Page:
Thursday, May 31, 2012

Unopened Presents

Quite a lot of us have gotten into the habit of asking those for whom we're getting a gift, "What would you like?" Time was, the only thing more gauche than asking that question was answering it, other than with one of the perennially acceptable evasions: "That you be happy" and "World peace." These days, it's as commonplace as teenage acne. Worse, the asker almost always responds by presenting the item requested. It leads me to wonder why the giver would bother to wrap such a gift.

Some of us still like to receive presents whose nature we won't know until we've unwrapped them. Besides that, there's a certain charm in knowing you're the one who'll open the package.

Why yes, this is about sex. However did you guess?

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By way of the redoubtable InstaPundit comes this gem of myopia and misandry:
In a recent interview on HBO’s “Real Sports with Bryant Gumbel,” 29-year-old American hurdler Lolo Jones told Mary Carillo that Olympic qualifying is nowhere near as difficult as her struggle to remain a virgin until marriage. Jones said she publicized her vow of chastity because she wants other girls who have made the same decision to know that they are not alone and that it’s not easy.

“I just don’t believe in it.” Jones said. “It’s just a gift I want to give my husband. But please understand this journey has been hard. There’s virgins out there and I want to let them know that it’s the hardest thing I’ve ever done in my life; harder than training for the Olympics; harder than graduating from college has been to stay a virgin before marriage. I’ve been tempted, I’ve had plenty of opportunities.”

My personal philosophy in life is to live and let live. So if Jones’ decision is right for her, then not only do I say more power to her, but I am impressed that she has neither succumbed to the pressure nor the temptation.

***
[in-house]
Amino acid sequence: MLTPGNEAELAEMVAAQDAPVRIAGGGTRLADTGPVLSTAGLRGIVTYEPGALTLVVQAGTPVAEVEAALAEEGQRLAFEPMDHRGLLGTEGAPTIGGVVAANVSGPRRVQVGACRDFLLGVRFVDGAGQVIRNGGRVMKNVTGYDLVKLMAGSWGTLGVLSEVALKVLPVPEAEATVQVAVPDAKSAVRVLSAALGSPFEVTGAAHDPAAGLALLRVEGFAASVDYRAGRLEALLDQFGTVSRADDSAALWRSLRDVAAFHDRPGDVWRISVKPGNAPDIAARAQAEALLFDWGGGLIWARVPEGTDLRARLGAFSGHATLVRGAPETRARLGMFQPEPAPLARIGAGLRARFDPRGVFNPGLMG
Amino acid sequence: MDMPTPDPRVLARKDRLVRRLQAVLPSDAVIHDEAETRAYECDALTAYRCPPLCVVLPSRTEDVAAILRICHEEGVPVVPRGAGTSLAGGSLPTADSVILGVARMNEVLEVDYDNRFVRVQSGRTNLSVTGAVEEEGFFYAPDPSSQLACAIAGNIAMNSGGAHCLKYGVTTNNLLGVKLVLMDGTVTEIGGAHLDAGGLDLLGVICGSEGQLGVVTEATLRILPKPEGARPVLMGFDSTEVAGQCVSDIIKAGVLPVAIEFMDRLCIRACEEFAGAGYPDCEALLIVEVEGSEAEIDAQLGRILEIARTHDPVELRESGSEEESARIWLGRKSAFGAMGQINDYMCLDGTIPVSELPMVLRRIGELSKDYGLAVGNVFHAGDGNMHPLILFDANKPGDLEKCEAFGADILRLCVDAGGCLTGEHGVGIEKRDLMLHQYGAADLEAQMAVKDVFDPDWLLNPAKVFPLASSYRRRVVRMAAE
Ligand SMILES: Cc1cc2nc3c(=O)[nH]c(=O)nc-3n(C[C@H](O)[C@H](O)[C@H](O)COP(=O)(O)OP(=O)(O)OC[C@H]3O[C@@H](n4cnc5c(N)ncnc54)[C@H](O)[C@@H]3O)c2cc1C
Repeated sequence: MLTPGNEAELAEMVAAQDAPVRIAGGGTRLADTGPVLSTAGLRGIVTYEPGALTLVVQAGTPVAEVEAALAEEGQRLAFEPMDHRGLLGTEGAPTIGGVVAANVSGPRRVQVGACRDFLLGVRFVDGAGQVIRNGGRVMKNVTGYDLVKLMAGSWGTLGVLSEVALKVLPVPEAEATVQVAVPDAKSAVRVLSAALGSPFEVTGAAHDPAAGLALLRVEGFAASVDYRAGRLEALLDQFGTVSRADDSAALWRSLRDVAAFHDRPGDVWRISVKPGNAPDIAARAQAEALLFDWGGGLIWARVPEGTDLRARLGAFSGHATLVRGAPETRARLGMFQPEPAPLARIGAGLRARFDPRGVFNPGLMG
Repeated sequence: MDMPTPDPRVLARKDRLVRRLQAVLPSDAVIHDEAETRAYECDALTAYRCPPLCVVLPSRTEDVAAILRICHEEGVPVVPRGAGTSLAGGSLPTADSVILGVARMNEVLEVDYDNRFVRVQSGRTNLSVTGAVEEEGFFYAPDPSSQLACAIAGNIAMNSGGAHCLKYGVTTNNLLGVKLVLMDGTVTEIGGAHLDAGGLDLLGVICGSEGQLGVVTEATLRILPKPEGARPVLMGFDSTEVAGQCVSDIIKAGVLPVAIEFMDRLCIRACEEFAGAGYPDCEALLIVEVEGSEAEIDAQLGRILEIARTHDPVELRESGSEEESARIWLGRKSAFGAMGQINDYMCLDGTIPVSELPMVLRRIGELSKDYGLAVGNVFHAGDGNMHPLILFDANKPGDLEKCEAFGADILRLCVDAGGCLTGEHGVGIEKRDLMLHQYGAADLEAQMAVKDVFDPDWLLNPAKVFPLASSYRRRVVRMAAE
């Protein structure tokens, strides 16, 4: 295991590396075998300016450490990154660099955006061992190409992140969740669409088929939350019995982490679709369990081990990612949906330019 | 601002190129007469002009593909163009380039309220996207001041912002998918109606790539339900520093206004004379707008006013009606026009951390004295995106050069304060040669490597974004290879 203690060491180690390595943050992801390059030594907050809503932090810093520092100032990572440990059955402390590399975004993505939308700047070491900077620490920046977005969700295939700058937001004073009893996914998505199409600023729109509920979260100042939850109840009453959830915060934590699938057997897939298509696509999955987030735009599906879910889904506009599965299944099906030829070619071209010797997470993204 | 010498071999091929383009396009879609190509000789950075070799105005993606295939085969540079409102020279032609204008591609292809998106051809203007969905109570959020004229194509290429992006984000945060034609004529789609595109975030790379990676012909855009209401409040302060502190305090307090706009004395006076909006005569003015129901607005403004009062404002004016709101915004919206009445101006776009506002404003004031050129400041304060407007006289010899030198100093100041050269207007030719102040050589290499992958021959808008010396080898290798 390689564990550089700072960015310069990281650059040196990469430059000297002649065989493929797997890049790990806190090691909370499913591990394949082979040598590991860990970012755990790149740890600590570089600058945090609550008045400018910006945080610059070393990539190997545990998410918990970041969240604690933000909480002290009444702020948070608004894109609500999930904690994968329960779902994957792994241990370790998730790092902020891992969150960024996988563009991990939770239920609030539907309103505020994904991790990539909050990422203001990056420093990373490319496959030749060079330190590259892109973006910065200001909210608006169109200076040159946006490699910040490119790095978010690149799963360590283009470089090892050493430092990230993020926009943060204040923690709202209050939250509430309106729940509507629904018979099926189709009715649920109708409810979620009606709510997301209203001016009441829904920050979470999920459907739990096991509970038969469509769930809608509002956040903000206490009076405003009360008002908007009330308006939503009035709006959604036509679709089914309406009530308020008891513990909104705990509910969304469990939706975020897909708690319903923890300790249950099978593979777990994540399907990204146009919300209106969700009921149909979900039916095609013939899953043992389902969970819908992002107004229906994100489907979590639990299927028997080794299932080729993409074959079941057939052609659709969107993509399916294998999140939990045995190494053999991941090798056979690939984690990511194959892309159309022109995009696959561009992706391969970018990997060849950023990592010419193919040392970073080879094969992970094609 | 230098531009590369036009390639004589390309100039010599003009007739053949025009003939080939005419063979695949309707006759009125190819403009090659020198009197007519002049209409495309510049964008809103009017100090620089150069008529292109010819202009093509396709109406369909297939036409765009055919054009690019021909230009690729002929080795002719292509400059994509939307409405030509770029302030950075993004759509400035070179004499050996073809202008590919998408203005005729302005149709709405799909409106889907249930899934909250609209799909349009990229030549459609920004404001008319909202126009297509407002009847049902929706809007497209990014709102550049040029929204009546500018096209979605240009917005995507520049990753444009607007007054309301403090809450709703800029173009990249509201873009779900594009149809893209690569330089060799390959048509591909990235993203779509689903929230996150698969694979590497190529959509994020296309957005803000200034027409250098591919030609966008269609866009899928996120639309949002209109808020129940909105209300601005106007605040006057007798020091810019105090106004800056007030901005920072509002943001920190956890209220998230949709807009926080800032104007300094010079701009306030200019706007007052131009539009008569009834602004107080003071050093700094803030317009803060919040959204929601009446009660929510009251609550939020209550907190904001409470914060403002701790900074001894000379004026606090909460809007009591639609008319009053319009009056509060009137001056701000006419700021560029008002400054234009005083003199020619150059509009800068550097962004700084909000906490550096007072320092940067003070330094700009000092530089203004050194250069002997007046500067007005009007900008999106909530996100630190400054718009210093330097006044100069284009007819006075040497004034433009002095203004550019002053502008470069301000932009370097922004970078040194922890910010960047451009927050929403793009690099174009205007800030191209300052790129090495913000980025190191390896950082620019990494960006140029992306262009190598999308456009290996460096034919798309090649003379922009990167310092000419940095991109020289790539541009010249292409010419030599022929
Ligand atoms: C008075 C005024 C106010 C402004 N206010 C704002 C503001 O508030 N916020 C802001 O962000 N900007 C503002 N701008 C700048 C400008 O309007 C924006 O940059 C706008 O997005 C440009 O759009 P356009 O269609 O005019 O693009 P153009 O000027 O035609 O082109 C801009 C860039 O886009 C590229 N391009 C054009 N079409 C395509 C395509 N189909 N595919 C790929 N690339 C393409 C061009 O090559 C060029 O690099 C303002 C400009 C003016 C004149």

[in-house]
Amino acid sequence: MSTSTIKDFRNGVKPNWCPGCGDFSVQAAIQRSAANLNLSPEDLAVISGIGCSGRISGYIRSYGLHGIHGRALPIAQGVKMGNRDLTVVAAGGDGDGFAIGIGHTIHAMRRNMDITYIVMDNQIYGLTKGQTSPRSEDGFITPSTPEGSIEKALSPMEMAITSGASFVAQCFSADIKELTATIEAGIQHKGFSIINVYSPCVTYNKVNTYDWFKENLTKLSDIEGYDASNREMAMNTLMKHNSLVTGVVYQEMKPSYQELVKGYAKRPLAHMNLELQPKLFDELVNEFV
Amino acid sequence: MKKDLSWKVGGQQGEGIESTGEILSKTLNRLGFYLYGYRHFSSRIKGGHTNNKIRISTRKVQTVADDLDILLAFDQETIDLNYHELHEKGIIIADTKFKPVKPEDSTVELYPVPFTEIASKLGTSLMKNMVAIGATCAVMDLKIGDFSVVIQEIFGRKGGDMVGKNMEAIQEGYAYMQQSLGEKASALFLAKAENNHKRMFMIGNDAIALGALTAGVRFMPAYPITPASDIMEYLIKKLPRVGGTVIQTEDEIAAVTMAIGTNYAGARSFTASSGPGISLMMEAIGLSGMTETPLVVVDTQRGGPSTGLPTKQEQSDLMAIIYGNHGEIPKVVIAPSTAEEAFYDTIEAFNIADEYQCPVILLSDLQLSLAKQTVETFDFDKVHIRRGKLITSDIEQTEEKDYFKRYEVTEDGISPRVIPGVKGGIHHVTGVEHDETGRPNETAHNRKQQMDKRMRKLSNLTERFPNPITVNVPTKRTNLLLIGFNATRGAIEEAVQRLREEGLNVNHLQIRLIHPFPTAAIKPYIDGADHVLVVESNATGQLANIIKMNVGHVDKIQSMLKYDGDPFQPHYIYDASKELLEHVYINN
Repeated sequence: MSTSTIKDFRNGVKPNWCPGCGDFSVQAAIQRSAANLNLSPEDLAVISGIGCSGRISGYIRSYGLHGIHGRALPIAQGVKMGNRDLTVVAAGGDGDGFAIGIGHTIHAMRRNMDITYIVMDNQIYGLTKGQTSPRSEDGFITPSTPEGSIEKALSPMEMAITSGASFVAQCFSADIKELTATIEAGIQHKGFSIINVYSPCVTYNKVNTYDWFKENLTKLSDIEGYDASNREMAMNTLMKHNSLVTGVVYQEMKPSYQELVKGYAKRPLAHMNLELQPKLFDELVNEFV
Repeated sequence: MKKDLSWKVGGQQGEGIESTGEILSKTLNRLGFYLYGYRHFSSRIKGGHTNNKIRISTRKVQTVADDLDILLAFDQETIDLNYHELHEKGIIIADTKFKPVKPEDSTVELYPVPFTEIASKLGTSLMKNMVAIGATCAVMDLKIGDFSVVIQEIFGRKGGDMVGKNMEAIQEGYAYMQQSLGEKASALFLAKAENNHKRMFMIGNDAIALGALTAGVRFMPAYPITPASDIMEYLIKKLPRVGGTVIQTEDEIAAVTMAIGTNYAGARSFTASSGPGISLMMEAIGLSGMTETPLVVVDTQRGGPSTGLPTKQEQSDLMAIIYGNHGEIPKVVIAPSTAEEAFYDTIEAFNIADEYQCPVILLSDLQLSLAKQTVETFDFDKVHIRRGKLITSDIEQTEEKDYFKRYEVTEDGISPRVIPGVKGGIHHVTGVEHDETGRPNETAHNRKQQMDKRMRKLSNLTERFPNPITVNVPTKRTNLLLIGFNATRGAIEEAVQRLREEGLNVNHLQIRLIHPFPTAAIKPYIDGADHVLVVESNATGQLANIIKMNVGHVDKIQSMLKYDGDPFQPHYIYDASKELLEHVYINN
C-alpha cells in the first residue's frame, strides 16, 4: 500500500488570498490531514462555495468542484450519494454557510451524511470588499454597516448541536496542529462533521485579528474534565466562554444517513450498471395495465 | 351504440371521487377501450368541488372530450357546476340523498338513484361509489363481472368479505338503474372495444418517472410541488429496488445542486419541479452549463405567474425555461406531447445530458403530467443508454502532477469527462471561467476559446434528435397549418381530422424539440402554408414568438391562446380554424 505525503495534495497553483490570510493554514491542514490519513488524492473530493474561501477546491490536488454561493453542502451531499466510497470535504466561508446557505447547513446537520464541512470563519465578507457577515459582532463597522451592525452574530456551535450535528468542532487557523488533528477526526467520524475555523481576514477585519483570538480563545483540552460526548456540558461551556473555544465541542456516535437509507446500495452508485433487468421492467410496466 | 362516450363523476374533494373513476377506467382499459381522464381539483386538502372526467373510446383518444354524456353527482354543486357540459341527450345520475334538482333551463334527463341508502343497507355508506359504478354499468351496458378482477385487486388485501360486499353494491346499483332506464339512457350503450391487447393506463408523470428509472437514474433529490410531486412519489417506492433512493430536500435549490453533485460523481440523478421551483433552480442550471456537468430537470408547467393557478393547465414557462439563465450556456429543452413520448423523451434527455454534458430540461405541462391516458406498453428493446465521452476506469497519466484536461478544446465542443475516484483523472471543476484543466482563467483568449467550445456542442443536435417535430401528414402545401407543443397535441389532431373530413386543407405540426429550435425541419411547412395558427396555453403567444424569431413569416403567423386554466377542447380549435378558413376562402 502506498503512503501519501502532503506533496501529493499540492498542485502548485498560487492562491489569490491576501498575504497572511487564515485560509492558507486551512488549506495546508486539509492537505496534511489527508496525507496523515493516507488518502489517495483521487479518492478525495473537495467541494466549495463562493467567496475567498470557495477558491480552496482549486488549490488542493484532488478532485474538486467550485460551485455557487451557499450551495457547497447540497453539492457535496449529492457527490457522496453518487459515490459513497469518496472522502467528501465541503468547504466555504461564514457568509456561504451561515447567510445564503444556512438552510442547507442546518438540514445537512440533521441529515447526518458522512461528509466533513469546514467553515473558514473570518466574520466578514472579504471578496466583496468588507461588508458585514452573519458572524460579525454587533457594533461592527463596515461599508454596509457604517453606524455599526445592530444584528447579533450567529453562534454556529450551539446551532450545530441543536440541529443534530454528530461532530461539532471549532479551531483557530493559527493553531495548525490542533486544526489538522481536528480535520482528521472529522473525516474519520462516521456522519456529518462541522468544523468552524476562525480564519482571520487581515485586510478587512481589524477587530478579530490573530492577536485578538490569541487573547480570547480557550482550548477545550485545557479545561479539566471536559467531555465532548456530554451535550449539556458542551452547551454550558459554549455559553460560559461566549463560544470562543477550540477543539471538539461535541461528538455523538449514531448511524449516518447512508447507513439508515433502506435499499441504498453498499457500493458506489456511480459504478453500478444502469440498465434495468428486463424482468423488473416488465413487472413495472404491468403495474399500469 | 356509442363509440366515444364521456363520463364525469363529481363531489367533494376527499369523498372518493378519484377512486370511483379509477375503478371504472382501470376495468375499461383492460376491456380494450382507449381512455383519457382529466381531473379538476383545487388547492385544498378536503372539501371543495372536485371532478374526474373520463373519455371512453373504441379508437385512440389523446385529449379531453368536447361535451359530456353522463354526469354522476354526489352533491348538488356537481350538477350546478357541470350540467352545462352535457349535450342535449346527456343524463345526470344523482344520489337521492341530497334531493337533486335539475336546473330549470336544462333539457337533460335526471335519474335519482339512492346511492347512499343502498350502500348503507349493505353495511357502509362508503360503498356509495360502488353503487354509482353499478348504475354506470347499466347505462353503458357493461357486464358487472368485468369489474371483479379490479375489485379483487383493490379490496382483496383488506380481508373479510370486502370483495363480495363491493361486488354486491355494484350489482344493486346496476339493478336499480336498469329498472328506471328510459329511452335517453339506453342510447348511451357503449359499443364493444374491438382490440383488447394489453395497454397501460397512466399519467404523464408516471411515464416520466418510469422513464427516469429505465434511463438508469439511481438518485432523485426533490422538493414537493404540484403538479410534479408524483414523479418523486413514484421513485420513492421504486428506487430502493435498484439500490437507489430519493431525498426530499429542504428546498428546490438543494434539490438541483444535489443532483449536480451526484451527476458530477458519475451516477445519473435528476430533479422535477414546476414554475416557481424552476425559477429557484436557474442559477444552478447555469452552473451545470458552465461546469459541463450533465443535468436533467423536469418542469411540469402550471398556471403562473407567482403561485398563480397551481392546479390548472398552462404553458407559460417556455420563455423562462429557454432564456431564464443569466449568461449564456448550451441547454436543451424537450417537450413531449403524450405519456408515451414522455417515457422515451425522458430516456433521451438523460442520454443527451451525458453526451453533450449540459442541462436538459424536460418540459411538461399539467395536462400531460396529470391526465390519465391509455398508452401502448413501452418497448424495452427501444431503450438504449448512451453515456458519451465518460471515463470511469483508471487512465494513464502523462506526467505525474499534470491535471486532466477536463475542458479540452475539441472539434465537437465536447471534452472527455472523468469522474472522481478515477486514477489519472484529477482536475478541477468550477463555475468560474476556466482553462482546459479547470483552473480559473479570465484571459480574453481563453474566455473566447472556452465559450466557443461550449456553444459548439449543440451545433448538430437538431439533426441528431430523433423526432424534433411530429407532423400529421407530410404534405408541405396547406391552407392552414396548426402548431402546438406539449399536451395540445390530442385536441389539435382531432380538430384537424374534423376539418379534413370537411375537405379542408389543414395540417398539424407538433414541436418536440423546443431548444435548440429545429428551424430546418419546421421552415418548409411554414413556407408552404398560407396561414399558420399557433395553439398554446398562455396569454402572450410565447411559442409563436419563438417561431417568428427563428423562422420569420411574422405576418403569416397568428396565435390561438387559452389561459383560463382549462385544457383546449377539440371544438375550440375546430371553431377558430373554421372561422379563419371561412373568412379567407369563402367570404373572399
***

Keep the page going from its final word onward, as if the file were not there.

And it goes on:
However, my respect for Jones’ decision has one big “but,” and that is because of one little sentence: “It’s just a gift I want to give my husband.”

Virginity, by definition, is simply the state of a person who has not engaged in sexual intercourse. But we all know that there are many more implications to it than that, especially for women. Most traditional societies, cultures and religions place a high value on a woman’s virginity aka her chastity. So much so that it is tightly bound to her worth and her perceived self-worth.

With this archaic notion of “value” placed on a woman’s virginity comes the belief that exclusive rights to her womb should be saved for the highest bidder; that it is a commodity to be bought (in most cases by her husband) and sold (usually by her father). And if she gives it away or, God forbid, it is taken from her, she loses value as a woman and as a human being.

If Jones had said “I want to share my first experience with a man who loves me and is committed to me; and who I love and am committed to,” I would’ve tipped my hat to her and been on my merrily unchaste way. If she had said, “I’m doing this for myself, because I only want to be with one man,” I would’ve thought, “Do your thing, sister.”

Instead, she perpetuated the vulgar notion that a woman’s virginity is proprietary. And she did it in the spirit of setting a good example.

Had enough? I certainly hope so; the rest is even worse.